Those whom the gods want to destroy, they first make them mad. And sheer madness it was to first accord a heroalt39s welcome to Baba Ramdev and then, in the dead of night, to treat him as a dangerous felon, fit to be e
xterminated from the national capital with the use of brutal force. Such clumsy handling of the popular Yoga gurualt39s challenge can only recoil on the ruling combine. The disjointed approach might have stemmed from the pressures of the 10 Janpath establishment but an already wounded government should have exerted its energies to avoid a confrontation. Now the Opposition will go all out to pin it down – and for good reason too.
Ramdev might have been ill- advised to string along a clueless government while seeking to persist with his show of strength. But the Government was downright foolish in swinging from over- confidence to a complete loss of nerve.
Ramdev was determined not to be seen as a ~ sarkari sadhu~. Senior ministers had initially massaged his ego, believing that they had already stitched up a deal, and that he would go through the motions of a protest before, as per the official script, calling it off in a blaze of mutual congratulations and sponsored celebrations. But such situations invariably defy scripts. The insincerity of the Government and Ramdevalt39s self- image as a superior force was a deadly cocktail which, unsurprisingly, blew up in the face of both on the night of Saturday- Sunday. Now both can go round peddling half- truths and half- lies. But because the Government has a poor case to argue on corruption, on bringing back black money stashed away in secret bank accounts abroad, it will have to pay a very heavy price in the coming weeks and months. There can be little doubt that the Government would now go after Ramdev. That would play straight into the hands of the Yoga guru. And, in turn, Ramdev will double his efforts to rail against corruption and black money, two evils popularly associated with the politicians in general and Congressmen in particular.
In his crude belief that the more vulgar language he uses against Ramdev, the more popularity he would gain among the minorities, Digvijay Singh only advertises his low opinion of the collective wisdom of the entire Muslim community.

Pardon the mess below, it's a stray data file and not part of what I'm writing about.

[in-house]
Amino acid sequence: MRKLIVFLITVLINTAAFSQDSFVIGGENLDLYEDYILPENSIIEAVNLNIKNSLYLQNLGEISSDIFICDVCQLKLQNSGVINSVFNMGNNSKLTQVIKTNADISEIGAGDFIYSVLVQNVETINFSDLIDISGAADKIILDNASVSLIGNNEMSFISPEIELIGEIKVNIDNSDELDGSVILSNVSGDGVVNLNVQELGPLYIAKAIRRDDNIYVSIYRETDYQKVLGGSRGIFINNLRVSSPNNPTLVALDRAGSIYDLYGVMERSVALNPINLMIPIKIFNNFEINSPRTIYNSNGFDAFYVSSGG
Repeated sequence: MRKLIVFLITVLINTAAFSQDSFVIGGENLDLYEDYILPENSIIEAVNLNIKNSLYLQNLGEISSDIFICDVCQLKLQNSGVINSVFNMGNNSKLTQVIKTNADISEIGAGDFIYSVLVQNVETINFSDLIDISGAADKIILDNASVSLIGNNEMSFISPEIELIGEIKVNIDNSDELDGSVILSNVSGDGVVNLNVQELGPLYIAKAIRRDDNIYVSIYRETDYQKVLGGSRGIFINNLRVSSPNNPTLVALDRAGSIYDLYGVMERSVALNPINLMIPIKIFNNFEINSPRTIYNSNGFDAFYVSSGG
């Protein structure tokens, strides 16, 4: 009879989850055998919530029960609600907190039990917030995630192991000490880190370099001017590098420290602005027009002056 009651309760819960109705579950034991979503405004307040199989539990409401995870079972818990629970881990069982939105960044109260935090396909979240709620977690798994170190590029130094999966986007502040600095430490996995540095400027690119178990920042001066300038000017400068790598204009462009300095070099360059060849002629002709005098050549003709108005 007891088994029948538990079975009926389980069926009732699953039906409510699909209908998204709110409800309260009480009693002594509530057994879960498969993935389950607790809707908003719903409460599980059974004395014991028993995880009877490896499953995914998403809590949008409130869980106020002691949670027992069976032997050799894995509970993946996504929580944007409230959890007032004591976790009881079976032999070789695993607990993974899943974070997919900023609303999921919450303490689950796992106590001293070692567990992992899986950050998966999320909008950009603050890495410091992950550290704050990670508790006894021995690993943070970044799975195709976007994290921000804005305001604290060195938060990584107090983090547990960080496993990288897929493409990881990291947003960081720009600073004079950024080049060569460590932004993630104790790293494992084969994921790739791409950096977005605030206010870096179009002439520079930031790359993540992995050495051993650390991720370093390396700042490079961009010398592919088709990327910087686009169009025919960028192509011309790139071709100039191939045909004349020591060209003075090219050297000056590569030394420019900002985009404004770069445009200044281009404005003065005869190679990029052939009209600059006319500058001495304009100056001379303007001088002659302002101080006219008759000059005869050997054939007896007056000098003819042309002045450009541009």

He should find a more sensible way to win the Muslim vote. The Congress general secretary should realize that a very impressive mobilization by Ramdev against the very emotive issue of black money is a clear sign that the Government is in the dock. No amount of fudging can convince the people that it has done enough to bring back the billions salted away in secret banks abroad. Precisely because the credibility of the Government is low, Ramdev strikes a sympathetic chord among the people. The home- spun yoga guru may be ill- informed about the intricacies of domestic and international laws pertaining to the repatriation of illicit money in foreign banks. He may well over- pitch his demands. But Ramdev sure has his finger on the pulse of the people when he in his earthy idiom rails against the loot and plunder of the nation by the corrupt politician- businessmen- bureaucrat combine. Ordinary people who daily witness petty corruption in their mundane lives are only too eager to accept the instant solutions offered by Ramdev to deal with the scourge of illegal amassing of wealth.
There is little doubt that the Government has done precious little to reduce the menace of black money sloshing around in the economy.
Remarkably, during the parliamentary campaign Manmohan Singh had promised to bring back black money within a hundred days of his return to power. Nothing was done. Even when the Germans provided a CD containing the names of Indians holding illicit funds in a Liechtenstein bank, the Government chose to sit on its hands. It was only when the apex